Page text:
Understanding Your Health Care Plan
Don't know your PPO from your POS? Health care plan names and features can be confusing. Plans will differ in how much you have to pay and how easy it is to access the services you need. Below is a general description of the most popular types of health care plans around today.
If you are able to choose among health care plans, look for one that will help take care of your long-term needs because of your seizure disorder. Still, even if your health care choices are limited, remember one point: Health care is simply too important to live without.
With an indemnity plan (sometimes called fee-for-service), you can use any medical provider (such as a doctor or hospital). You, or the medical provider, send the bill to the insurance company, which pays part of the bill (if the service is covered by the plan), and you pay the other part of the bill.
Most indemnity plans also make you pay a "deductible." This means you pay a certain amount, such as $500, before the insurance company begins to pay. After you meet the deductible, most indemnity plans pay a percentage of the medical service provided. Frequently, the insurance company pays around 80 percent of the bill and you pay 20 percent.
Indemnity plans pay for medical services, medical tests, and prescriptions; however, these plans usually don't pay for preventive care, such as annual exams.
Most health care plans today fall under the "managed care" umbrella. In general, the doctors or hospitals you visit are somewhat restricted, but more preventive services are covered. The following describes some types of managed care plans; however, these descriptions change as health care plans compete for business.
Preferred Provider Organization (PPO). With a PPO, you choose from a list of doctors or hospitals within a network. These health care providers have agreed to limit fees on the services they provide. If you visit health care providers within the network, your costs will be lower than if you seek care outside of the network. (Often you pay the full cost of health care if you visit doctors or hospitals outside the network.) You can visit any of the doctors or hospitals within the network without a referral from a primary doctor.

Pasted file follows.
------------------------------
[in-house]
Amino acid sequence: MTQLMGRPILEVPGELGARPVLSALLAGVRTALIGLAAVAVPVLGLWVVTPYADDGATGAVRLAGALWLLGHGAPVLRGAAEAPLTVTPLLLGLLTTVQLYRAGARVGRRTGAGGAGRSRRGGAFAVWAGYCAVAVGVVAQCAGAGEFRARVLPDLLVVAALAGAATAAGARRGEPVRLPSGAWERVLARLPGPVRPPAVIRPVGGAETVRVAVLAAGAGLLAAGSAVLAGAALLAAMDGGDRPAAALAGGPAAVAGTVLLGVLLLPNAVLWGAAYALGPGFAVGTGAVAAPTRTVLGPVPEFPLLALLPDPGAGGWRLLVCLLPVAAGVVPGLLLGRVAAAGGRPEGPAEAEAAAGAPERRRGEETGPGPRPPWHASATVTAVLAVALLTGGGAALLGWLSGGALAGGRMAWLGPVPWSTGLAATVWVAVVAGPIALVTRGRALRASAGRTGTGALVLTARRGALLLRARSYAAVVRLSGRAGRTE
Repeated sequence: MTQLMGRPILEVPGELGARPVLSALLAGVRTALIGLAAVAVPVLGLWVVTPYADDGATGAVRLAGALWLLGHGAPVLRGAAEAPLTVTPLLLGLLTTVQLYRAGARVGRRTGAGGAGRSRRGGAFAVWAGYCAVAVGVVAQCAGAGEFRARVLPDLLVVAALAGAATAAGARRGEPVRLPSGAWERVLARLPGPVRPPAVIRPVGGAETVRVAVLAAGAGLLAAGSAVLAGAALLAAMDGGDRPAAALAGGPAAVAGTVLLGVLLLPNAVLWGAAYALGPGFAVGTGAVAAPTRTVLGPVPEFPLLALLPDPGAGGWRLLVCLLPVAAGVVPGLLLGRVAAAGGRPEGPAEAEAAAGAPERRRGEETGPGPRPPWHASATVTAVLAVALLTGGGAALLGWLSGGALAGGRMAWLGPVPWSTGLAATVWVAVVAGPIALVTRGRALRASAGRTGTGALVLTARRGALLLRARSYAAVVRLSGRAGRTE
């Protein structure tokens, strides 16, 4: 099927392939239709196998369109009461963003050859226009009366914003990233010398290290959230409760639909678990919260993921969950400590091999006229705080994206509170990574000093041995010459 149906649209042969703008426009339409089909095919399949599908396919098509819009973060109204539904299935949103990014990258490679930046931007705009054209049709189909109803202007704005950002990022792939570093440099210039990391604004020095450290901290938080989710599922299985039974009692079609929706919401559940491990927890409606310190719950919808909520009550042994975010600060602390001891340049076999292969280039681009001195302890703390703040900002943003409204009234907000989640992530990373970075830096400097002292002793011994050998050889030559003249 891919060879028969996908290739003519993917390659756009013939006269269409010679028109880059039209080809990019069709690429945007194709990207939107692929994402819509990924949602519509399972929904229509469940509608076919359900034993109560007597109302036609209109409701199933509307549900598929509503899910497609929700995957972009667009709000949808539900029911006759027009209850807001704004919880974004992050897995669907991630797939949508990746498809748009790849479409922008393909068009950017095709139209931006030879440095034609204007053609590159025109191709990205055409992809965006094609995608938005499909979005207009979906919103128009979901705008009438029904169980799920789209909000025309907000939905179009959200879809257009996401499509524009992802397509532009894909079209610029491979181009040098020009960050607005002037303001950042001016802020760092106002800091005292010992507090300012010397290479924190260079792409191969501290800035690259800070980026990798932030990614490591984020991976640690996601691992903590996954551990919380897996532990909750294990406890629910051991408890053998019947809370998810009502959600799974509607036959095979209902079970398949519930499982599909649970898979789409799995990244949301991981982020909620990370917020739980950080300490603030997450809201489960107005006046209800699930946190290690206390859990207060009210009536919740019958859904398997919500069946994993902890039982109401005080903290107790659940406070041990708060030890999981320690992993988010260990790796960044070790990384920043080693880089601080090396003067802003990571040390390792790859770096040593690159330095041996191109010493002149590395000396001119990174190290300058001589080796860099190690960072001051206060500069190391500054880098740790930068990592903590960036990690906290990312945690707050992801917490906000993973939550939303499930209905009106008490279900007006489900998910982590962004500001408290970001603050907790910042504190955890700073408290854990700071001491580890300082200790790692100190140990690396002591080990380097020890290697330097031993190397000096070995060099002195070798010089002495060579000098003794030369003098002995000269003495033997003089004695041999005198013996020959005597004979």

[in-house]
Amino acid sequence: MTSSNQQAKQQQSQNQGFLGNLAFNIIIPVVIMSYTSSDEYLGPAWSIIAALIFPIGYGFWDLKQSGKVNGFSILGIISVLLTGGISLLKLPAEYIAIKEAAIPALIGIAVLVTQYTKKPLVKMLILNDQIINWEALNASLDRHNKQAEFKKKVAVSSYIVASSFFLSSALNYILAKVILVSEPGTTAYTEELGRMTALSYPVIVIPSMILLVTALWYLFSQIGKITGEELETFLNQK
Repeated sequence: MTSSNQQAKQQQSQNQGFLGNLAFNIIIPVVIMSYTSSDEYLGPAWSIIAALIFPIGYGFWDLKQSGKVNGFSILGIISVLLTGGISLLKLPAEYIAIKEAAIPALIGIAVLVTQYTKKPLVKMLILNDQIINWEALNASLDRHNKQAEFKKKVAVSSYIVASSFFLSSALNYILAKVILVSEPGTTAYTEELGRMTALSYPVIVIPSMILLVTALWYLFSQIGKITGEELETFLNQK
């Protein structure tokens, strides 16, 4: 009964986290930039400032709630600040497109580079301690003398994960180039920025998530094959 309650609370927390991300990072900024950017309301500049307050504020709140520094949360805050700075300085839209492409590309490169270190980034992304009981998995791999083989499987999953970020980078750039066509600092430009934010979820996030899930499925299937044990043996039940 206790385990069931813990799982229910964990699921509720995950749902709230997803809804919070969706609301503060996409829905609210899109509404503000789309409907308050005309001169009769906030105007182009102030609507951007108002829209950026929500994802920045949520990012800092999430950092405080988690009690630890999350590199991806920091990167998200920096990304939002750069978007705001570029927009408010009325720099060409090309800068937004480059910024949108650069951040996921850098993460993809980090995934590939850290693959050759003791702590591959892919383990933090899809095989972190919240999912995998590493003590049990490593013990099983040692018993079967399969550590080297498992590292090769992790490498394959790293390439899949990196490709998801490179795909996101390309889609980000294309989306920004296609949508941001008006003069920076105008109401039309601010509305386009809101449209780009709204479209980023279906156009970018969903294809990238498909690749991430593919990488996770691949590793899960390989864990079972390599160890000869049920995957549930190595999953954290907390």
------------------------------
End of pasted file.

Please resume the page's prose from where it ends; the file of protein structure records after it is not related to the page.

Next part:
When you visit a PPO doctor or hospital, you usually must make a "co-payment," which is a set amount you pay for certain services. For example, when you visit the doctor, you may pay a $15 or $20 co-payment. The remainder of the bill is sent to the insurance company for payment. However, under some plans, the individual must pay the entire cost of the medical visit and then must file a claim with the insurance company for reimbursement. In addition to a co-payment, some PPO plans also make you pay a deductible (described above). The deductible is common if you visit doctors and hospitals outside the PPO network.
Health Maintenance Organization (HMO). HMOs offer members a range of health benefits, including preventive care, for a set monthly fee. There are many kinds of HMOs. Some HMOs operate central medical facilities or clinics. Other HMOs feature a group of doctors who maintain private offices.
With an HMO, you select a primary care physician. The primary care physician coordinates your health care and you usually must contact him or her to be referred to a specialist.
When you visit an HMO doctor or hospital, you usually make a co-payment; however, you won't face a deductible. If you seek medical care from doctors or hospitals outside the HMO, you must pay the full cost of that care.
Point-of-Service (POS) Plan. POS plans blend many of the features of an indemnity plan, PPO plan and HMO. With a POS plan, you will pay the lowest cost if you visit doctors or hospitals within the network. You select a primary care physician, but can seek care from specialists without a referral. However, if you go to specialists--inside or outside the network--without a referral from your primary doctor, your costs will be higher.
You will pay a co-payment with a POS plan. The co-payment amount typically is less expensive if you visit doctors within the network. If you seek care outside the network, the plan will pay part of the cost, but your share will be larger. Also, if you go to doctors and hospitals outside of the network, you likely will face a deductible.